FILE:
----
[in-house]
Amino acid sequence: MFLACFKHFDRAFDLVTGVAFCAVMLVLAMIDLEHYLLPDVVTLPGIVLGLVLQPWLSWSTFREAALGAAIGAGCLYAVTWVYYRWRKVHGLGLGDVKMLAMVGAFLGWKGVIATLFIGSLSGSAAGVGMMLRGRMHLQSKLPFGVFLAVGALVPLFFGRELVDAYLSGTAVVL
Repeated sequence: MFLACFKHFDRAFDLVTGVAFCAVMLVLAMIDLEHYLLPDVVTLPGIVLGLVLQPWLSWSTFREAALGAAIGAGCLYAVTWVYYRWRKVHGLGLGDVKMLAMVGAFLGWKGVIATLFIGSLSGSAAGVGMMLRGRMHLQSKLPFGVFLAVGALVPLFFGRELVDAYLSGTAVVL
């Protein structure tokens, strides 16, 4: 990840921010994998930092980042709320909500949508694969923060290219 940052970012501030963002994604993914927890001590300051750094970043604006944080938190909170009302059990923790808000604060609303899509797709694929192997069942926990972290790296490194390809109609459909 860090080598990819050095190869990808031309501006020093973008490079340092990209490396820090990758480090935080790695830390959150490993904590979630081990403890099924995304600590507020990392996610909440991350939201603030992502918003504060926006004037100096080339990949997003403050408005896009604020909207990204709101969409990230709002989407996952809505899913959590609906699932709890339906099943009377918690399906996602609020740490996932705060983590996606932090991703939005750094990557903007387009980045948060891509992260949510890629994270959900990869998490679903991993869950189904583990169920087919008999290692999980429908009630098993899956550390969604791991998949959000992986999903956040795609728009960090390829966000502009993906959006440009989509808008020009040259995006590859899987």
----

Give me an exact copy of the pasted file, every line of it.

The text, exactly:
[in-house]
Amino acid sequence: MFLACFKHFDRAFDLVTGVAFCAVMLVLAMIDLEHYLLPDVVTLPGIVLGLVLQPWLSWSTFREAALGAAIGAGCLYAVTWVYYRWRKVHGLGLGDVKMLAMVGAFLGWKGVIATLFIGSLSGSAAGVGMMLRGRMHLQSKLPFGVFLAVGALVPLFFGRELVDAYLSGTAVVL
Repeated sequence: MFLACFKHFDRAFDLVTGVAFCAVMLVLAMIDLEHYLLPDVVTLPGIVLGLVLQPWLSWSTFREAALGAAIGAGCLYAVTWVYYRWRKVHGLGLGDVKMLAMVGAFLGWKGVIATLFIGSLSGSAAGVGMMLRGRMHLQSKLPFGVFLAVGALVPLFFGRELVDAYLSGTAVVL
């Protein structure tokens, strides 16, 4: 990840921010994998930092980042709320909500949508694969923060290219 940052970012501030963002994604993914927890001590300051750094970043604006944080938190909170009302059990923790808000604060609303899509797709694929192997069942926990972290790296490194390809109609459909 860090080598990819050095190869990808031309501006020093973008490079340092990209490396820090990758480090935080790695830390959150490993904590979630081990403890099924995304600590507020990392996610909440991350939201603030992502918003504060926006004037100096080339990949997003403050408005896009604020909207990204709101969409990230709002989407996952809505899913959590609906699932709890339906099943009377918690399906996602609020740490996932705060983590996606932090991703939005750094990557903007387009980045948060891509992260949510890629994270959900990869998490679903991993869950189904583990169920087919008999290692999980429908009630098993899956550390969604791991998949959000992986999903956040795609728009960090390829966000502009993906959006440009989509808008020009040259995006590859899987």